Tuesday, November 16, 2004

My Take -- A Continuation of Derik's Notes

A few thoughts and ideas to churn up some talk. Thanks to Derik's post for getting me started on some of these:

* Camilla has only played the tiniest role thus far, but I feel certain that she has large symbolic importance. Especially since she is the subject of Wyatt's unfinished painting, one of the few things he takes with him to France. I'm curious as to what Camilla, her odd death at sea, and her burial in Spain (and the controversey surrounding it) can mean to this book.

* Another in conjunction with Camilla. Her painting seems likely to remain unfinished for some time (perhaps the entire book?). In this light, this quote from Derik's post is interesting: "There's something about a. . . an unfinished piece of work, a . . . a thing like this where . . . do you see? Where perfection is still possible?"

* On page 13, Gaddis talk about "lives conceived in guilt and perpetuated in refusal." This sounds like a terribly portentuous quote, but I'll admit I don't have much idea what it means, or the context in which we should think about it. It this a stab at the Church? The father-son relationship? An artist's burden?


Blogger DerikB said...

I think you're right in re the large symbolic importance of Camilla. It's not something I've considered previously in the novel. It is something I'll be keeping my eye on this time and I recall a few ways that she (or rather the things around her) will be important.

I see the unfinished work quote in relation to fear and closing off possibilities, but things can't remain unfinished forever, choices have to be made and invariably perfection will be lost. A fallen world syndrome, I guess.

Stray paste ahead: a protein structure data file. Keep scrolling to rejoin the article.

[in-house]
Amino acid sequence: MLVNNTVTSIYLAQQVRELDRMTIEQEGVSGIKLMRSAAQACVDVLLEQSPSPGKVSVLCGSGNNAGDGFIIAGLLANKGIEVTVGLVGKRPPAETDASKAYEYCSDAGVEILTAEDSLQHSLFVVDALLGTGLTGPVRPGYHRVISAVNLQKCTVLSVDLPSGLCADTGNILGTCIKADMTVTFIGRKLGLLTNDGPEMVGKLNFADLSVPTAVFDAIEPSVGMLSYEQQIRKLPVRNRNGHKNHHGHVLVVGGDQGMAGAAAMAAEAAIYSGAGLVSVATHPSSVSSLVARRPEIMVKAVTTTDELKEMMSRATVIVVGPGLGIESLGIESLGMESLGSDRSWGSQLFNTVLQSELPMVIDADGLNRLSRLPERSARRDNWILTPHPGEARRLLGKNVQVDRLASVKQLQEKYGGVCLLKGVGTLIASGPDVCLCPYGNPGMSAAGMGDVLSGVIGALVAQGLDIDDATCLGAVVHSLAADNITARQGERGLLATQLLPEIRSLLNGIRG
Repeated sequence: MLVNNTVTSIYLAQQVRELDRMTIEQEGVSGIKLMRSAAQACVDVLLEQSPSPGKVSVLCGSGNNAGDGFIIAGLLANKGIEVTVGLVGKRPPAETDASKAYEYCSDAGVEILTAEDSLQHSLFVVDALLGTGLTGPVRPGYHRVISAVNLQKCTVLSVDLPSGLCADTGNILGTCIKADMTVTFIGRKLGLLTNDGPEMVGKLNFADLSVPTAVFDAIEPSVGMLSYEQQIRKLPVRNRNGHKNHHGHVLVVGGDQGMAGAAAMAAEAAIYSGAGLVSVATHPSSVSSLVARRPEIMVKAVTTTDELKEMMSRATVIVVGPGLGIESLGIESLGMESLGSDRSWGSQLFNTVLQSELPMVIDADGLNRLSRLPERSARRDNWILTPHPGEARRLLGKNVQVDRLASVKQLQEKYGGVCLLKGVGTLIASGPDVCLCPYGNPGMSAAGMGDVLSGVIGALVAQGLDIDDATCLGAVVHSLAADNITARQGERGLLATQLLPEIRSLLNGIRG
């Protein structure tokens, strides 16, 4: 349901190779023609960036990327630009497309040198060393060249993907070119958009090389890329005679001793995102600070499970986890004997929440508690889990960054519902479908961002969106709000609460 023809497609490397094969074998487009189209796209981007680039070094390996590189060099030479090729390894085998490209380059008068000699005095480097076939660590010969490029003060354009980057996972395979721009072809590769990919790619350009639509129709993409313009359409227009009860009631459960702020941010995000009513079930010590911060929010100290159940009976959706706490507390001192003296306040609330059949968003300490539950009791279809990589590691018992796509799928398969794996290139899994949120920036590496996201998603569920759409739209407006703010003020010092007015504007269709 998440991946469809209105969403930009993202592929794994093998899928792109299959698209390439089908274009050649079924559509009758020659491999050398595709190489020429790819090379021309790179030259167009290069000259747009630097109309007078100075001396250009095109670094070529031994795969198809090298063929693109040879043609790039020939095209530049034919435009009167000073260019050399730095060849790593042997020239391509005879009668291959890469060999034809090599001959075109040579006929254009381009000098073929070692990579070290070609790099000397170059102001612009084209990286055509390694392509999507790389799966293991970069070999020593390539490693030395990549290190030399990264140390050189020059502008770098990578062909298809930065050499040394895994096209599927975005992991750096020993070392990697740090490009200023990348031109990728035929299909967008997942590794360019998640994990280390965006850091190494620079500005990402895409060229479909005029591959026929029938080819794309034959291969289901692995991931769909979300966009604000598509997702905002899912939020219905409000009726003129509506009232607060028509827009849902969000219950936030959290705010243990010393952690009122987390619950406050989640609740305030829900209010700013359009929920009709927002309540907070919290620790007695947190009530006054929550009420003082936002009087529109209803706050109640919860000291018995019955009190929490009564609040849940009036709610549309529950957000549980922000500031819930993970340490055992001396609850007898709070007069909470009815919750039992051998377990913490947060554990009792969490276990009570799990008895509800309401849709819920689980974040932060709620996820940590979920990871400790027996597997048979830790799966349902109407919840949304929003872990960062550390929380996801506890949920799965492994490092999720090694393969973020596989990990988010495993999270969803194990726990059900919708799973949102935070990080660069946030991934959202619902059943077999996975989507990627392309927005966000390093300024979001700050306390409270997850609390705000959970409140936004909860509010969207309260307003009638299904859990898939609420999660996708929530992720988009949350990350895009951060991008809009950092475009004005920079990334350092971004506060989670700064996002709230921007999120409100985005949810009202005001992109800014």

Nice quote (guilt/refusal). I think we already see some of that guilt and refusal in the various characters. No doubt there will be more.

November 16, 2004 at 12:26 PM  
Blogger Scott Esposito said...


I think you're on the right track with your "fear and closing off possibilities" remark. Wyatt is very slow with his painting. He even seems fearful or proceeding. Perhaps part of his inertia is a fear that in working he will close off possibilities to himself.

November 16, 2004 at 1:04 PM  
Blogger Richard said...

As it happens, I had underlined the same guilt/refusal quote. My first take was that it was definitely a stab at the Church, as well as the expectations imposed by family and the burdens of the past. The guilt theme does indeed seem strong, Aunt May's constant imprecations against creativity driving Wyatt's efforts into hiding (a funny line from this section, p34: "There may have been, by now, many things that Wyatt wanted to do to Jesus: emulate was not one of them."), and perhaps he then refuses to trust his own creativity. Numerous other passages touch on the idea that to be alive is to be guilty, it is better to do nothing, to not learn or do or live. From the "several of them suspected him of reading" line from the "recognitions" passage quoted by Derik, to a line about Gwyon while at seminary that he "was certainly too interested in what he saw about him" (8) to the reference to "Aunt May's rescue from mortality" (41).

Also, Gwyon as a godlike figure--not in a worshipful sense, but as a kind of shadowy, blank presence (as perhaps God seems to Wyatt), and a would-be authority figure who's abandoned the role (p.35: "And his father, withdrawing into his study with a deftness for absenting himself at crucial moments akin to that talent of the Lord, had become about as unattainable.").

One thing I've always found interesting and amusing about The Recognitions is the way in which it appears to anticipate its own reception. With our knowledge about the novel's actual notices, as shown in Fire the Bastards!, and William Gass' line about reviewers' inability to review something they were fictions in, certain sentences carry an odd flavor. Early on, there is the passage about Sinisterra on page 5, "...like any sensitive artist caught in the toils of unsympathetic critics".

November 16, 2004 at 4:15 PM  
Blogger DerikB said...

Richard, in regard to your "anticipating reception" comment, somewhere in the book there is a dialogue where someone is talking about a book they are writing and another person responds about writing for an audience of one (something like that, hopefully I notice it on my way back through the book). Which seems to indicate that Gaddis didn't expect huge sales or accolades. On the other hand, he is quoted in an interview stating that he wouldn't have been surprised if he was given the... well, some big award... for the book.

November 17, 2004 at 9:24 AM  

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